Opting for a PCI Express SSD over a SATA SSD will provide you with faster read and write speeds.
However, there's one important thing for you to learn when it comes to PCIe SSDs, and that's about NVMe technology. Some PCI Express SSDs have NVMe and some don't.
NVMe stands for Non-Volatile Memory Express. This is not an interface, it is a transfer protocol. You can think of that as a special set of instructions that tells the flash memory in the SSD how to move data.
As a result, an NVMe SSD can move data up to about 6x the maximum speed of a SATA III SSD. This means there's no better choice than a PCIe NVMe SSD for anyone looking for the very best read-write speeds from their M.2 SSD.
Before the Non-Volatile Memory Express standard was developed, drives using the PCI Express bus just transferred their data similar to SATA-based SSDs.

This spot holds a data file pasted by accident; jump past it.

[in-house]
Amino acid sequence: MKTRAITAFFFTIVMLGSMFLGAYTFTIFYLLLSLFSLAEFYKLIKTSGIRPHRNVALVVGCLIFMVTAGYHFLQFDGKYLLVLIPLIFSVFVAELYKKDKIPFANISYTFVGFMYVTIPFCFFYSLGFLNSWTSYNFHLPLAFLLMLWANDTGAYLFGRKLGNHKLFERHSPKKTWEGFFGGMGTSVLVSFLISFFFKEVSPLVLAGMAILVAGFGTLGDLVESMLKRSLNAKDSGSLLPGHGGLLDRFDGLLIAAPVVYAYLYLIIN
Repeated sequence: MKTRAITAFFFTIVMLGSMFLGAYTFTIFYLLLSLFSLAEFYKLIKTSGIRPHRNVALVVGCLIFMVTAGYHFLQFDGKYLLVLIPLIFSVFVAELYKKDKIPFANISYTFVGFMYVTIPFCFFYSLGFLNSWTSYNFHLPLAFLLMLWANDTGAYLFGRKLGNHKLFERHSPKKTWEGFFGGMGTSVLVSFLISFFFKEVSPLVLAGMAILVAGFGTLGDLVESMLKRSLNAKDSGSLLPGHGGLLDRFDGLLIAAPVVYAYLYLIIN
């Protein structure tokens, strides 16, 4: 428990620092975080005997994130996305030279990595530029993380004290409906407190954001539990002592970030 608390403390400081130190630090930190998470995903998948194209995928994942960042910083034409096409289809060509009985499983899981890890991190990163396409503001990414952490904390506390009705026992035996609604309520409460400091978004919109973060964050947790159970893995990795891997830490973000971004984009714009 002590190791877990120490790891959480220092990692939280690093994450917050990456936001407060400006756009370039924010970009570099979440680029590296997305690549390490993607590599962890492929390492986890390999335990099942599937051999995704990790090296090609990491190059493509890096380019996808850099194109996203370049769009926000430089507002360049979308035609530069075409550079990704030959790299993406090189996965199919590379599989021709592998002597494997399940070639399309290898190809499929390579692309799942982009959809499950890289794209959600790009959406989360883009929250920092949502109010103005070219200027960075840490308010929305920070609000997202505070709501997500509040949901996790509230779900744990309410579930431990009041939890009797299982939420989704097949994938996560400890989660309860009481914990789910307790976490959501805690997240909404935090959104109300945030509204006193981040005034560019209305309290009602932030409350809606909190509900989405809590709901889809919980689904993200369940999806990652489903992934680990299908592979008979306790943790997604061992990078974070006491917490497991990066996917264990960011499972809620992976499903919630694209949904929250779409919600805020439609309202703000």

This meant that they had very limited maximum read-write speeds. They had just a bit above the performance of an M.2 SATA SSD.
When trying to buy M.2 SSDs these days, it's a bit harder to find non-NVMe drives, as most manufacturers want to produce M.2 SSDs that can take advantage of this speedy storage standard.
So, now that you've read all about the different interfaces and forms that SSDs can come in, you might want to know which kind of solid-state drives are best for you. Should you go for 2.5" or M.2? A SATA SSD or an NVMe SSD?
Well, when it comes to both the form factor and interface, the first thing to consider is the motherboard in your PC and whether your computer supports the drive you're trying to use.
Pretty much every motherboard will support a 2.5" SATA SSD because it will connect to the SATA ports on the board using the appropriate cables. Just make sure your case can support an internally mounted 2.5" SSD.